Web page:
NEW YORK (MainStreet) When Sam DiGennaro worked in corporate America as an advertising executive in Manhattan, she often felt stifled by corporate politics and the bureaucracy.
"I made a lot of money in a cushy position but it was affecting my soul," DiGennaro told MainStreet. I knew I could be happier. It was tougher to be part of the club as the only woman because at the level of corporate executive there were hardly any other women except the secretaries."
In 2005, DiGennaro launched her own public relations and marketing firm called DiGennaro Communications (DGC) and has never looked back.
The firm currently employs 35 people and enjoys more than $5 million in annual revenues.
"I am 100% happier being self employed than working a corporate job," DiGennaro said. "It feels like an albatross has been lifted off my shoulders."
Much like DiGennaro's experience, the Global Entrepreneurship Monitor (GEM) 2013 Global Report indicates that entrepreneurship could be a good career choice for most.
"In all regions, entrepreneurs exhibit relatively higher rates of subjective well-being in comparison to individuals who are not involved in the process of starting a business or owning-managing a business," said Jose Ernesto Amoro´s, co-author of the report and professor with Universidad del Desarrollo in Chile.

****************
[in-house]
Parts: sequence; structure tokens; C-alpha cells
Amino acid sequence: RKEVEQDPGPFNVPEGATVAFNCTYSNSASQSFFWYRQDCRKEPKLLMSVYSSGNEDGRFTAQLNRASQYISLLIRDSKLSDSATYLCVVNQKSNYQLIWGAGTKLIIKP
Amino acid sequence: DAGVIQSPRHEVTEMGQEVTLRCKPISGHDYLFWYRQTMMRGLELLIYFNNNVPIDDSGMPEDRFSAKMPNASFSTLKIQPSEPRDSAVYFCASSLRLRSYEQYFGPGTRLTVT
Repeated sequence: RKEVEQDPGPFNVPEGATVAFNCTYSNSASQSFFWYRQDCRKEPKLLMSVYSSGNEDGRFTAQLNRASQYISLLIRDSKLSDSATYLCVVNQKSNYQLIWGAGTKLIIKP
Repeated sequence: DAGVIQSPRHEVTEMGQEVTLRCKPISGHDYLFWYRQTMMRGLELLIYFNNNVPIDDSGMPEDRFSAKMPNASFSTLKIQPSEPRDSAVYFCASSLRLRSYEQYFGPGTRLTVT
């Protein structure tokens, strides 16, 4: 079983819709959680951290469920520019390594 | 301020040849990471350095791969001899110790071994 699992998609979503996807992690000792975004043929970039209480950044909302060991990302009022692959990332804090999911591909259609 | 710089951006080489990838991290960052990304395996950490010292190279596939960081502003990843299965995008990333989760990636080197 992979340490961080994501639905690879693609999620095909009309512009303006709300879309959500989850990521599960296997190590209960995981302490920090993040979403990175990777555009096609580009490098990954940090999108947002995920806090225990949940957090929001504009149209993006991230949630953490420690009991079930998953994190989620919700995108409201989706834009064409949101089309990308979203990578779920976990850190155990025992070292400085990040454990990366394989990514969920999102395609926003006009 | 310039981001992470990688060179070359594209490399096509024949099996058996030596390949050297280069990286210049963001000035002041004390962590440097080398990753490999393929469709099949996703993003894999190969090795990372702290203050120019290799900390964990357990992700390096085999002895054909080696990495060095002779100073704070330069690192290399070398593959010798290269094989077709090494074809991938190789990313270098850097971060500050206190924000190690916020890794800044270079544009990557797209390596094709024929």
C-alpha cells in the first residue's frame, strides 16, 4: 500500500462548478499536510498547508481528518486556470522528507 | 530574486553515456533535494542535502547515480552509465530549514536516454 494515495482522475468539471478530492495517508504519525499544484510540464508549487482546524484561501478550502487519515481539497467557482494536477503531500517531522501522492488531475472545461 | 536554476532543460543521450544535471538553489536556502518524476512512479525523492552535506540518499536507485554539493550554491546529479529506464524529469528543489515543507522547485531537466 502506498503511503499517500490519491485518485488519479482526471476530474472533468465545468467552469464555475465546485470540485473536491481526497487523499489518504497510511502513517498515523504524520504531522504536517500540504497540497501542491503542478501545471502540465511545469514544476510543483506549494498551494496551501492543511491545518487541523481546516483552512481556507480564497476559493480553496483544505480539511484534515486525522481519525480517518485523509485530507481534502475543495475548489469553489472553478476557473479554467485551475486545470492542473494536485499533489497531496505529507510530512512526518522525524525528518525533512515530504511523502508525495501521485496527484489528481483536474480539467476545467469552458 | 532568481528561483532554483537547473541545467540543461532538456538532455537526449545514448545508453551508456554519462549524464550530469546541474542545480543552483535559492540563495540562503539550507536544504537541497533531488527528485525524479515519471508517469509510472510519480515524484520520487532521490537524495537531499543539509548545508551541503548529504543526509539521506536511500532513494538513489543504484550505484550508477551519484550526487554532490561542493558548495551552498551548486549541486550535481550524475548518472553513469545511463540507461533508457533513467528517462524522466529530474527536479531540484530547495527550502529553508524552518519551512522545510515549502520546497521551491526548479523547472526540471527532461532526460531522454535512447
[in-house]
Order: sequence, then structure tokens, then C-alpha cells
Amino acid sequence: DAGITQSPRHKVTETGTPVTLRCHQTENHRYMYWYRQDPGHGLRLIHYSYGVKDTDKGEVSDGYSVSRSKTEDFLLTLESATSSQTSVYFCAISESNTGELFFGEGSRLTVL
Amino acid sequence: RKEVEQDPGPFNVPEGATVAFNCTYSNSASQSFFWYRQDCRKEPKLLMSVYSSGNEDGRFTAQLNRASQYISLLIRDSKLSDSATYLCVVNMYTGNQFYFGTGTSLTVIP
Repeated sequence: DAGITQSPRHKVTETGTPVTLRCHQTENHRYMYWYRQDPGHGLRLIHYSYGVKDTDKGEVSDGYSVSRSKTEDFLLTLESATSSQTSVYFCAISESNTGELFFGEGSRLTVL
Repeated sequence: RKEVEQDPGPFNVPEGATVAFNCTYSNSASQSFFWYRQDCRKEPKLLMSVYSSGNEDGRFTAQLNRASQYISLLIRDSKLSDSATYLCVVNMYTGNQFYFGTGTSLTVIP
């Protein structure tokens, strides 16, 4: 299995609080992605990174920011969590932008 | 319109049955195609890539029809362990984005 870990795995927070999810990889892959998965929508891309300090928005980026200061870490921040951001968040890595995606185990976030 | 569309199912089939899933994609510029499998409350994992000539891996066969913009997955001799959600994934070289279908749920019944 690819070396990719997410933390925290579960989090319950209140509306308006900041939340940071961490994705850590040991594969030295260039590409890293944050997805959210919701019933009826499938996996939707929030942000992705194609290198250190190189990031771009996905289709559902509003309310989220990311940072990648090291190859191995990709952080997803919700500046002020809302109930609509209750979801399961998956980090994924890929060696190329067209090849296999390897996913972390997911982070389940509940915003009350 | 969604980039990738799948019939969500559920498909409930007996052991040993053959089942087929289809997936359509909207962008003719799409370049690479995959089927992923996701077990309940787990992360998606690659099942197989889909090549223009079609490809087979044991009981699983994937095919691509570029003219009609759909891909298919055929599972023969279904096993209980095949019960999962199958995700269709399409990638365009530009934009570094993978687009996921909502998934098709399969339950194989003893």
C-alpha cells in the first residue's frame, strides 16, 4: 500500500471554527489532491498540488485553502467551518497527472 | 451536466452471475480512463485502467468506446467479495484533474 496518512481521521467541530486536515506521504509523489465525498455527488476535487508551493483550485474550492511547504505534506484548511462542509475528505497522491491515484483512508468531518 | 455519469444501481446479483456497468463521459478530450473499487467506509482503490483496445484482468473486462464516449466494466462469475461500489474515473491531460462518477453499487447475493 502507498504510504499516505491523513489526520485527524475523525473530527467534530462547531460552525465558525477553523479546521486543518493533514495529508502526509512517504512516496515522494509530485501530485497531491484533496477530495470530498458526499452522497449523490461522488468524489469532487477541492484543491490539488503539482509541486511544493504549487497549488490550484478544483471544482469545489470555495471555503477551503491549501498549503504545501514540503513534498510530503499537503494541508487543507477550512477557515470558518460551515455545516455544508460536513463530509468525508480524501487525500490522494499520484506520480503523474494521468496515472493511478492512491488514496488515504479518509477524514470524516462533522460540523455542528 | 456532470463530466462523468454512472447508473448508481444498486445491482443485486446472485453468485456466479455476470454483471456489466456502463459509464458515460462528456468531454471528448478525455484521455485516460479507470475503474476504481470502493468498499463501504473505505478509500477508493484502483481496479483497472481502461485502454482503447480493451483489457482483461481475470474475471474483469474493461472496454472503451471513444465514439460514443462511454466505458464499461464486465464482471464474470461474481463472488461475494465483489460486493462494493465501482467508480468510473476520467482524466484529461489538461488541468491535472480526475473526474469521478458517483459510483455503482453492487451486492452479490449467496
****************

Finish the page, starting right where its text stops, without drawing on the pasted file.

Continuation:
For the study, Amoro´s defines subjective well-being as people being satisfied with life, and women entrepreneurs are especially happy when it comes to individual well-being and satisfaction with their work conditions.
That may be a result of having lower expectations.
"If you want to be happy, lowering your expectations is a sad but true perspective," said Leslie Ungar, a leadership coach. "Our bar for happiness is lower due to lower pay in a traditional workplace, male politics, the old boys club and so much more."
The study further found that women entrepreneurs from innovation-driven economies showed higher degrees of personal well-being than their male counterparts.